Immunotherapy (Allergy Shots) for Desensitization

Your veterinarian may recommend immunotherapy for dogs with persistent or recurrent seasonal allergies, also known as allergy shots or hyposensitization. This long-term 

treatment involves gradually exposing the dog to increasing doses of the specific allergens they are sensitive to, with the goal of desensitizing the immune system and reducing the severity of future allergy episodes.

Topical Treatments for Skin-Related Issues

In addition to systemic medications, your veterinarian may also prescribe topical treatments to address skin-related symptoms. These may include:

  • Medicated shampoos and conditioners to soothe itchy, inflamed skin
  • Topical corticosteroid creams or ointments to reduce inflammation
  • Moisturizing sprays or lotions to hydrate and protect the skin barrier

Combining these various medication options, as directed by your veterinarian, can help provide comprehensive relief for your dog’s seasonal allergy symptoms.

Elimination diets may be helpful in determining if your dog has food allergies.

Preventive Measures

While medications can offer symptomatic relief, there are also several preventive measures you can take to help manage your dog’s seasonal allergies. Implementing these strategies can help minimize your furry friend’s exposure to allergens and potentially reduce the severity of future allergy episodes.

Regular Bathing and Grooming to Reduce Allergens on the Coat

Frequent bathing and brushing can help remove pollen, dust, and other allergens that may have accumulated on your dog’s coat. This can be especially beneficial during peak allergy seasons.

Keeping the Living Environment Clean and Dust-Free

Regular vacuuming, dusting, and cleaning your home can help reduce the presence of indoor allergens, such as dust mites and mold spores. To further improve air quality, consider using high-efficiency particulate air (HEPA) filters.

Using Hypoallergenic Pet Products

Opt for hypoallergenic shampoos, conditioners, and other pet-care products that are free from common irritants and fragrances. This can help minimize skin irritation and prevent further flare-ups.

Implementing Flea Prevention Measures

Maintaining a consistent flea prevention regimen is crucial for dogs with seasonal allergies, as flea saliva can trigger intense itching and skin irritation.

By incorporating these preventive measures into your dog’s routine, you can help create a more allergy-friendly environment and potentially reduce the frequency and severity of your furry friend’s seasonal allergy symptoms.

If your dog is suffering from seasonal allergies, don’t hesitate to consult with your veterinarian. They can provide personalized guidance and recommendations to help your furry friend find relief and enjoy a comfortable, itch-free life. Remember, with the right treatment plan and preventive measures, you can help your dog navigate the challenges of seasonal allergies and keep them happy and healthy all year round.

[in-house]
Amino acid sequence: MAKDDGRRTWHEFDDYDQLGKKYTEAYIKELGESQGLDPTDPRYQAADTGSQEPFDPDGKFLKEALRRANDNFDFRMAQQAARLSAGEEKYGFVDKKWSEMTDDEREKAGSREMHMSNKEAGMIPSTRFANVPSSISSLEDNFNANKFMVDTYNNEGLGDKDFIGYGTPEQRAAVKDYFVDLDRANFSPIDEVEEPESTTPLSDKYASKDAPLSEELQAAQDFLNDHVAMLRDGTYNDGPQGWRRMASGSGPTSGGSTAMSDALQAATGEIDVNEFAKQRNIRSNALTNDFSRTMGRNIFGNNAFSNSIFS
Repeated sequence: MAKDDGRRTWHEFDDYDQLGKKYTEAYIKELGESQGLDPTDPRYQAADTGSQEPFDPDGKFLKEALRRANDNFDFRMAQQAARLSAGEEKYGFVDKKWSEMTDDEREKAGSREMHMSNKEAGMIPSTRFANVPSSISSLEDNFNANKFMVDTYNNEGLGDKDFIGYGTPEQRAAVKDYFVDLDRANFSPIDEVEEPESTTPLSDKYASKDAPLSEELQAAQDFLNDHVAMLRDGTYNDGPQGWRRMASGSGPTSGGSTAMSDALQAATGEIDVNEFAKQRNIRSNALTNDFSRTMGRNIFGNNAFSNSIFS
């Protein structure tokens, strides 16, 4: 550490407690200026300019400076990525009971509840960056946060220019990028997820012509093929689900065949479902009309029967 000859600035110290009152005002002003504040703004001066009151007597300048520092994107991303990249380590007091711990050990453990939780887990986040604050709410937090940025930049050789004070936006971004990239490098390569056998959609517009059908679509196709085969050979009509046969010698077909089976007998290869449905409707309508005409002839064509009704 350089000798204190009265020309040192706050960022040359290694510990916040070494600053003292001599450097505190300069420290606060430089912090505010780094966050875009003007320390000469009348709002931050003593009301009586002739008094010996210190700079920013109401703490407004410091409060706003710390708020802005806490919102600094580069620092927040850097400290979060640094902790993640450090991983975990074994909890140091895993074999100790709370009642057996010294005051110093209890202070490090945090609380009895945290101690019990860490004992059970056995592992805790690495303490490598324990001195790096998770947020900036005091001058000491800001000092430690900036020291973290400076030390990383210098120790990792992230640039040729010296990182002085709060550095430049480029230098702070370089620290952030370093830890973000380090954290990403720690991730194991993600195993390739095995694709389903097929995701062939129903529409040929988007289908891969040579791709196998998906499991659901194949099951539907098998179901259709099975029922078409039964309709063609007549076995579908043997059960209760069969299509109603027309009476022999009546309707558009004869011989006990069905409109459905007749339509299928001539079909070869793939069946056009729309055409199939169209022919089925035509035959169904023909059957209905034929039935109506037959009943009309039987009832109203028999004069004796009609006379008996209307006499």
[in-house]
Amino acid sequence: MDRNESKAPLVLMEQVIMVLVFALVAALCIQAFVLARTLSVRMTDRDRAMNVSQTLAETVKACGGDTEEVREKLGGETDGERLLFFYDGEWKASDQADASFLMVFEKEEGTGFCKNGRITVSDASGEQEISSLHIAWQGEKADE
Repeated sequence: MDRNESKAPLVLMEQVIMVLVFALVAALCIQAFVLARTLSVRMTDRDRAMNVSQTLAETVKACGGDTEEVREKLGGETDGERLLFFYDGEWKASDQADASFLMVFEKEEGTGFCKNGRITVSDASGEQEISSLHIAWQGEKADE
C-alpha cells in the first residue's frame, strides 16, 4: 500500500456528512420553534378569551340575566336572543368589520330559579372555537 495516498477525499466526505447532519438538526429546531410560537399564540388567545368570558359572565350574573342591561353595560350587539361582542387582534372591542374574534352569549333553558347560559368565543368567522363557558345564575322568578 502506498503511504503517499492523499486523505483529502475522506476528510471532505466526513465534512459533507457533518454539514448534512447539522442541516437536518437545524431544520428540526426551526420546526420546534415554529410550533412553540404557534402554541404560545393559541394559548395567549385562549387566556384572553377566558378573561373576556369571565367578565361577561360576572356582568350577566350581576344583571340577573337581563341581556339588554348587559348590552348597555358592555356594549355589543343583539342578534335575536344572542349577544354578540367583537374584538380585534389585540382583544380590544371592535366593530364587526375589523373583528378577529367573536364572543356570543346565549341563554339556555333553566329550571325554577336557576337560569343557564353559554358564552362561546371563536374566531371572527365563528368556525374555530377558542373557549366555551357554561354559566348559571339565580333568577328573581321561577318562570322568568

Regular cleaning, dusting and vacuuming can help to remove allergens from the house.

How Can Pet Insurance Help You If Your Dog Has Allergies?

Pet insurance can be a valuable tool in managing the costs of treating dog allergies and other veterinary expenses. By having a pet insurance policy in place, you can have peace of mind knowing that you can provide medical care for your furry companion without worrying about the financial burden. Pet insurance can help cover the costs of veterinary consultations, diagnostic tests, medications, and even specialized treatments if required.


This method is the most common for pet insurance companies. You pay out of pocket for the veterinarian bill, and then the insurance company reimburses you for what’s covered under the insurance plan. The steps look like this.

  • You pay the vet bill after your dog’s visit.
  • You fill out the pet insurance claim form.
  • Submit the claim form and other required documentation to the insurer. 
  • After the claim is approved, you will be reimbursed for eligible expenses. 

Odie’s Illness and Injury pet health insurance plan offers comprehensive coverage for your dog. 

What Does Odie Pet Insurance Cover?

Pet insurance covers various veterinary expenses, providing financial protection and peace of mind for pet owners. Here are the details of the coverage options offered by Odie Pet Insurance:

Illness & Injury Plan

The Illness & Injury Plan is an all-inclusive insurance plan designed to cover a wide range of medical needs for your pet. This plan includes comprehensive coverage for various illnesses, injuries, and veterinary services. Some of the covered items include:

  • 24/7 Televet Chat
  • Emergency vet visits
  • Overnight hospital stays
  • IV Fluids & Medications
  • Medical Supplies
  • Surgeries
  • MRI/CAT Scans
  • Rehabilitative Care
  • Prescription Medications
  • Gastrointestinal issues
  • Laboratory Tests

Accident-Only Plan

The Accident-Only Plan is designed for pet owners seeking coverage specifically for accidents. This plan provides financial protection for emergency veterinary care resulting from accidental injuries. It includes 90% reimbursement up to $10,000 each year, with a $250 annual deductible. 

Here’s an overview of the Accident-Only Plan:

  • Coverage for broken bones, sprains, eye injuries, and traumatic dental fractures.
  • Coverage for wounds, including bite wounds, lacerations, snake bites, and bee stings.
  • Veterinary treatments covered for accidental injuries include X-rays & ultrasounds, laboratory tests, emergency care, hospitalization, CT scan & MRI, and surgery.

The Wellness Add-on Plan

The Wellness Plan is an add-on for routine care coverage you can purchase with an insurance policy. It focuses on preventive care and covers routine veterinary services. Odie has two wellness plan options available: 

 Basic Plan:

  • Covers services such as spay/neuter and teeth cleaning, rabies vaccination, flea & tick prevention, heartworm prevention, vaccination/titer, wellness exam, heartworm test or FELV screen, blood, fecal, parasite exam, microchip, urinalysis or ERD, and deworming.
  • Reimbursement up to $305 per year.

Plus Plan:

  • Ideal for puppies and kittens.
  • Covers services such as spay/neuter and teeth cleaning, rabies vaccination, flea & tick prevention, heartworm prevention, vaccination/titer, wellness exam, heartworm test or FELV screen, blood, fecal, parasite exam, microchip, urinalysis or ERD, and deworming.
  • Reimbursement up to $535 per year.